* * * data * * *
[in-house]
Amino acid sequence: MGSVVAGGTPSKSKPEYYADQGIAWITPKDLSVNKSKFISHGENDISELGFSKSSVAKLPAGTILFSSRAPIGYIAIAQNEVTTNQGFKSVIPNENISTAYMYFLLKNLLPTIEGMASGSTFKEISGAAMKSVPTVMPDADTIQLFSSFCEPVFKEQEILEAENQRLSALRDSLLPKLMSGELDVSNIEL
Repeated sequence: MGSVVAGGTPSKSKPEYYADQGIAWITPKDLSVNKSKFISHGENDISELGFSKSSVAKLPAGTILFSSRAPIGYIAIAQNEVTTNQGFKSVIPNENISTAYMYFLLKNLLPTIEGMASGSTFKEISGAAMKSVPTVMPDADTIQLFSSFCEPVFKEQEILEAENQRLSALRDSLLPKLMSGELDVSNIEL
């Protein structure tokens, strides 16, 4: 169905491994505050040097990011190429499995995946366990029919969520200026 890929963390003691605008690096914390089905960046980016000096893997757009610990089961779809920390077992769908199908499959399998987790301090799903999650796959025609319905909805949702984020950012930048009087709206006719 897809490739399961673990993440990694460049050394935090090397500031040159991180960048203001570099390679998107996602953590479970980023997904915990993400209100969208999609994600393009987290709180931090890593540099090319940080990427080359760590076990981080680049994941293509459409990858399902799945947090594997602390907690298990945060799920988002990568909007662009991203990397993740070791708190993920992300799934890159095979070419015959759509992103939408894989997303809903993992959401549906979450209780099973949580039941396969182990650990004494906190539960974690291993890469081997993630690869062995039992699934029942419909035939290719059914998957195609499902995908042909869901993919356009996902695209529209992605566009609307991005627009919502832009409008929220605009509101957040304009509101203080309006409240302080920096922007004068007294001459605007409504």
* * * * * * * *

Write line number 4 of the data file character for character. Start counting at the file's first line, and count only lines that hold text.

């Protein structure tokens, strides 16, 4: 169905491994505050040097990011190429499995995946366990029919969520200026 890929963390003691605008690096914390089905960046980016000096893997757009610990089961779809920390077992769908199908499959399998987790301090799903999650796959025609319905909805949702984020950012930048009087709206006719 897809490739399961673990993440990694460049050394935090090397500031040159991180960048203001570099390679998107996602953590479970980023997904915990993400209100969208999609994600393009987290709180931090890593540099090319940080990427080359760590076990981080680049994941293509459409990858399902799945947090594997602390907690298990945060799920988002990568909007662009991203990397993740070791708190993920992300799934890159095979070419015959759509992103939408894989997303809903993992959401549906979450209780099973949580039941396969182990650990004494906190539960974690291993890469081997993630690869062995039992699934029942419909035939290719059914998957195609499902995908042909869901993919356009996902695209529209992605566009609307991005627009919502832009409008929220605009509101957040304009509101203080309006409240302080920096922007004068007294001459605007409504």